Hydrogels have been applied to improve stem cell therapy and drug delivery, but current hydrogel-based delivery methods are inefficient in clinical settings due to difficulty in handling and treatment processes, and low off-the-shelf availability. To overcome these limitations, an adhesive hyaluronic acid (HA) hydrogel patch is developed that acts as a ready-to-use tissue tape for therapeutic application. The HA hydrogel patches functionalized with phenolic moieties (e.g., catechol, pyrogallol) exhibit stronger tissue adhesiveness, greater elastic modulus, and increased off-the-shelf availability, compared with their bulk solution gel form. With this strategy, stem cells are efficiently engrafted onto beating ischemic hearts without injection, resulting in enhanced angiogenesis in ischemic regions and improving cardiac functions. HA hydrogel patches facilitate the in vivo engraftment of stem cell–derived organoids. The off-the-shelf availability of the hydrogel patch is also demonstrated as a drug-loaded ready-made tissue tape for topical drug delivery to promote wound healing. Importantly, the applicability of the cross-linker-free HA patch is validated for therapeutic cell and drug delivery. The study suggests that bioinspired phenolic adhesive hydrogel patches can provide an innovative method for simple but highly effective cell and drug delivery, increasing the off-the-shelf availability—a critically important component for translation to clinical settings.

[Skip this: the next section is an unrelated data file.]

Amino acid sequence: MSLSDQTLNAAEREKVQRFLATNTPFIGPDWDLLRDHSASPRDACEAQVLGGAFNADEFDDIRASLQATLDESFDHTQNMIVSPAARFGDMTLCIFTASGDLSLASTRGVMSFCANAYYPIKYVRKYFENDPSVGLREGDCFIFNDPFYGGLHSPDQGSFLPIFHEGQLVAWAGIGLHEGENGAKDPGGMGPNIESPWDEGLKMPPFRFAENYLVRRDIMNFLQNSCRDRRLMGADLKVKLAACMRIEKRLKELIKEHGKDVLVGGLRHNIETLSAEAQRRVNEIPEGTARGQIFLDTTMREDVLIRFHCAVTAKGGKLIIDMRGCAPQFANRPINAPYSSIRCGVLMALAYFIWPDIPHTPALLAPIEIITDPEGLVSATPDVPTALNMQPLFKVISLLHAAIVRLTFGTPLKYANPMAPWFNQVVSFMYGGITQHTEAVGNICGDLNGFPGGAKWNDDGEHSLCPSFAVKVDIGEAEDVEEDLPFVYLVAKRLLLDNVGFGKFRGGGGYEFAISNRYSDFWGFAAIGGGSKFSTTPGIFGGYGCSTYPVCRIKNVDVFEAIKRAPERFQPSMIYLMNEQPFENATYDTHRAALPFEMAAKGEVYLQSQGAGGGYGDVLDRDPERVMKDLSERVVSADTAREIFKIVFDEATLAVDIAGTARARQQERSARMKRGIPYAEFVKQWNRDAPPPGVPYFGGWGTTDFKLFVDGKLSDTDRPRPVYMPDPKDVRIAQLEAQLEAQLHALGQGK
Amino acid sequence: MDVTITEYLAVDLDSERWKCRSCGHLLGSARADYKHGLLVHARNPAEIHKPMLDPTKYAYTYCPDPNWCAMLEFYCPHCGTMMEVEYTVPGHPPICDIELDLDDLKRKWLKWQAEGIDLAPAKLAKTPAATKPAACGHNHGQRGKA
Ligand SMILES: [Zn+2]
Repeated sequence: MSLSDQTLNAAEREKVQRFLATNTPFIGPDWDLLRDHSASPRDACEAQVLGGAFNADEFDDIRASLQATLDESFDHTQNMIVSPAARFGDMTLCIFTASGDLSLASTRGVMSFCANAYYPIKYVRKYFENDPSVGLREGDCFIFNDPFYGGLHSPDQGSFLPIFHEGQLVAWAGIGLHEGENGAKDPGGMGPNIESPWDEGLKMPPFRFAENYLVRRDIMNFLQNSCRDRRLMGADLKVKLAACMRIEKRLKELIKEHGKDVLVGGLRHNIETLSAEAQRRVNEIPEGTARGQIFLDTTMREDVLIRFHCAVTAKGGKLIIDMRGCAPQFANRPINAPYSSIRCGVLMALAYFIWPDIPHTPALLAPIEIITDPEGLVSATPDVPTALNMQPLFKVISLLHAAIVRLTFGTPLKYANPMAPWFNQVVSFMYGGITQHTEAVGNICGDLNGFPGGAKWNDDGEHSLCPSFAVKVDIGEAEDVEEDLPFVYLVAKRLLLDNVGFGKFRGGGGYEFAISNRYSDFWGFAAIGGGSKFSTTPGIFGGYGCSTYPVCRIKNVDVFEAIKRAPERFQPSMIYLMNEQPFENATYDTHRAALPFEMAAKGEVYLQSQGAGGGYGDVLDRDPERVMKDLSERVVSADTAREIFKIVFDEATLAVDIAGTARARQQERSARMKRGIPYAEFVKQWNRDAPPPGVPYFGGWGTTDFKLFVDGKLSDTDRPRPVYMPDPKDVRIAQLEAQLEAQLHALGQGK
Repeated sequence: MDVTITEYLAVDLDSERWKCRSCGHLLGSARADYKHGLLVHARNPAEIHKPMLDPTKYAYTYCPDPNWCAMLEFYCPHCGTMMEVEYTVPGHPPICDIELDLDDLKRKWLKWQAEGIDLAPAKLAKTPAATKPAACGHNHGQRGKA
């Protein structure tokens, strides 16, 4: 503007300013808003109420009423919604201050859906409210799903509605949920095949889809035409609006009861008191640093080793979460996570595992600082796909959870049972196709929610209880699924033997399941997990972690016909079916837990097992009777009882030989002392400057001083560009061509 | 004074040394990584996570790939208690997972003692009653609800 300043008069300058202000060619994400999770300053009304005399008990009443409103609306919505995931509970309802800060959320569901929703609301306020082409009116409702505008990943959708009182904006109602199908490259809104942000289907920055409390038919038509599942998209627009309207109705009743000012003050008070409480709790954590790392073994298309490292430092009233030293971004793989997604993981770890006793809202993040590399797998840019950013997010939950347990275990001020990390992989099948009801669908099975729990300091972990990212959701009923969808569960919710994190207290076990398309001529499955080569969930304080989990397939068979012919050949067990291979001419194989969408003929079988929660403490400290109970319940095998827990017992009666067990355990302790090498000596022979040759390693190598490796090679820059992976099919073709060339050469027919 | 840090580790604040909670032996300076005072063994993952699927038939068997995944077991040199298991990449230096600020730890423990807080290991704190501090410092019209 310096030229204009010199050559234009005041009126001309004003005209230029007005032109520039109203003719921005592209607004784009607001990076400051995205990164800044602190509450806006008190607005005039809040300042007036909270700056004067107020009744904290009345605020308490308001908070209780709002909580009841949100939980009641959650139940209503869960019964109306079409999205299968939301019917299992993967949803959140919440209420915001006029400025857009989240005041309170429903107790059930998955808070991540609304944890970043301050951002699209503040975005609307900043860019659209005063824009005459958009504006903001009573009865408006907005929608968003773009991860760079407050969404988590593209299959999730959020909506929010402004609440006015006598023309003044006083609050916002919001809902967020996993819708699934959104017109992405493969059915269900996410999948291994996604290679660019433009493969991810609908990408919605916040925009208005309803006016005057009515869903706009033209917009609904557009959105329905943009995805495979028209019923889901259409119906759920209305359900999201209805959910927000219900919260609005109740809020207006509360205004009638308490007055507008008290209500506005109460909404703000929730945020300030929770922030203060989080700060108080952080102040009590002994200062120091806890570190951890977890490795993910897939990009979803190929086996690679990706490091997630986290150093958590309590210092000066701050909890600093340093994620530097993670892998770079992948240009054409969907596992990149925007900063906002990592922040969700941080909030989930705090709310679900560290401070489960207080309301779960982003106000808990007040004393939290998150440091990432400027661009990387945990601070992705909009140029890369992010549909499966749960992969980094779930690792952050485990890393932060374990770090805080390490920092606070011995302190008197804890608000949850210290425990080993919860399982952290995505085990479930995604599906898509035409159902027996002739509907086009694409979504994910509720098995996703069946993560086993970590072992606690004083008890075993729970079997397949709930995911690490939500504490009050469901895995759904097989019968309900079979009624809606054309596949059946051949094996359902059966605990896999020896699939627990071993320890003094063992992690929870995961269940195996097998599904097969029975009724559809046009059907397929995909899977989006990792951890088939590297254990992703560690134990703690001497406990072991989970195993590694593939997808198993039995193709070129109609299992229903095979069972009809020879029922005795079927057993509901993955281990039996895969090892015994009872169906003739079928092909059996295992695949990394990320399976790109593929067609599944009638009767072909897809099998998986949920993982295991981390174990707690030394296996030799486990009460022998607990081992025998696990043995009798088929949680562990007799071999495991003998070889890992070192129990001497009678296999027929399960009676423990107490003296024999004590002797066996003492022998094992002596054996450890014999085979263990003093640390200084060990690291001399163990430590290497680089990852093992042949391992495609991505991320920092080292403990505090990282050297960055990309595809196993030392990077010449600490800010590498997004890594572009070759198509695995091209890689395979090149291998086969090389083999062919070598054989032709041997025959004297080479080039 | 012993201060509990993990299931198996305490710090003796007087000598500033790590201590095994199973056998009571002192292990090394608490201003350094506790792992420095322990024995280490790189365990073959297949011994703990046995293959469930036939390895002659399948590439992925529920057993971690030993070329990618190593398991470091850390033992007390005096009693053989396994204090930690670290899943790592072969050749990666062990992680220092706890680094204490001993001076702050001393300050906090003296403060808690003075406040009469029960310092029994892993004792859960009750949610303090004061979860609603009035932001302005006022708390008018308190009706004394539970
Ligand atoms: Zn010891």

Bibliographical noteFunding Information:
This research was supported by grants (2017R1A2B3005994 and 2018M3A9H1021382) of the National Research Foundation of Korea (NRF) funded by the Korean government, the Ministry of Science, and ICT (MSIT). This research was also supported by the Institute for Basic Science (IBS-R026-D1). The authors thank Dr. Hyo Jin Kang (Department of Plastic and Reconstructive Surgery, Seoul National University Bundang Hospital) for technical support on the rat myocardial infarction study. SD rats (Orient Bio Inc., Seongnam, Korea) were cared for according to the Association for Assessment and Accreditation of Laboratory Animal Care International System. All animal experiments were performed according to the International Guide for the Care and Use of Laboratory Animals. Experimental procedures were monitored and approved by the Animal Research Committee of Yonsei University College of Medicine (IACUC No. 2012-0202-2).
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All Science Journal Classification (ASJC) codes
- Materials Science(all)
- Condensed Matter Physics